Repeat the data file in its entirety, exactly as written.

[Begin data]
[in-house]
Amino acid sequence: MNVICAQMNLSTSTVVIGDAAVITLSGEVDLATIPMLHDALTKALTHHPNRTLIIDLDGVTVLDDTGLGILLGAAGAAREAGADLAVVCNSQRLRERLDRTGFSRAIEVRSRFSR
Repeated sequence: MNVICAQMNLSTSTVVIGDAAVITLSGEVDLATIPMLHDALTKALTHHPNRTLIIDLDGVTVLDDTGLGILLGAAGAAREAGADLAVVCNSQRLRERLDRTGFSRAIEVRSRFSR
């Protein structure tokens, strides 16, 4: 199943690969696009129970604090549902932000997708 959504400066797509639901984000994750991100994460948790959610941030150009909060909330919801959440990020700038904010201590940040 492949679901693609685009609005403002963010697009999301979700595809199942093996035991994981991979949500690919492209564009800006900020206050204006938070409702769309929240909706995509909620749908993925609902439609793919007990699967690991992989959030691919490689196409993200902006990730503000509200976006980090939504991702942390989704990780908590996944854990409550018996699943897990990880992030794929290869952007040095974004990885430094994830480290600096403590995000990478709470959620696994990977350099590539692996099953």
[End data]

[in-house]
Amino acid sequence: MNVICAQMNLSTSTVVIGDAAVITLSGEVDLATIPMLHDALTKALTHHPNRTLIIDLDGVTVLDDTGLGILLGAAGAAREAGADLAVVCNSQRLRERLDRTGFSRAIEVRSRFSR
Repeated sequence: MNVICAQMNLSTSTVVIGDAAVITLSGEVDLATIPMLHDALTKALTHHPNRTLIIDLDGVTVLDDTGLGILLGAAGAAREAGADLAVVCNSQRLRERLDRTGFSRAIEVRSRFSR
């Protein structure tokens, strides 16, 4: 199943690969696009129970604090549902932000997708 959504400066797509639901984000994750991100994460948790959610941030150009909060909330919801959440990020700038904010201590940040 492949679901693609685009609005403002963010697009999301979700595809199942093996035991994981991979949500690919492209564009800006900020206050204006938070409702769309929240909706995509909620749908993925609902439609793919007990699967690991992989959030691919490689196409993200902006990730503000509200976006980090939504991702942390989704990780908590996944854990409550018996699943897990990880992030794929290869952007040095974004990885430094994830480290600096403590995000990478709470959620696994990977350099590539692996099953």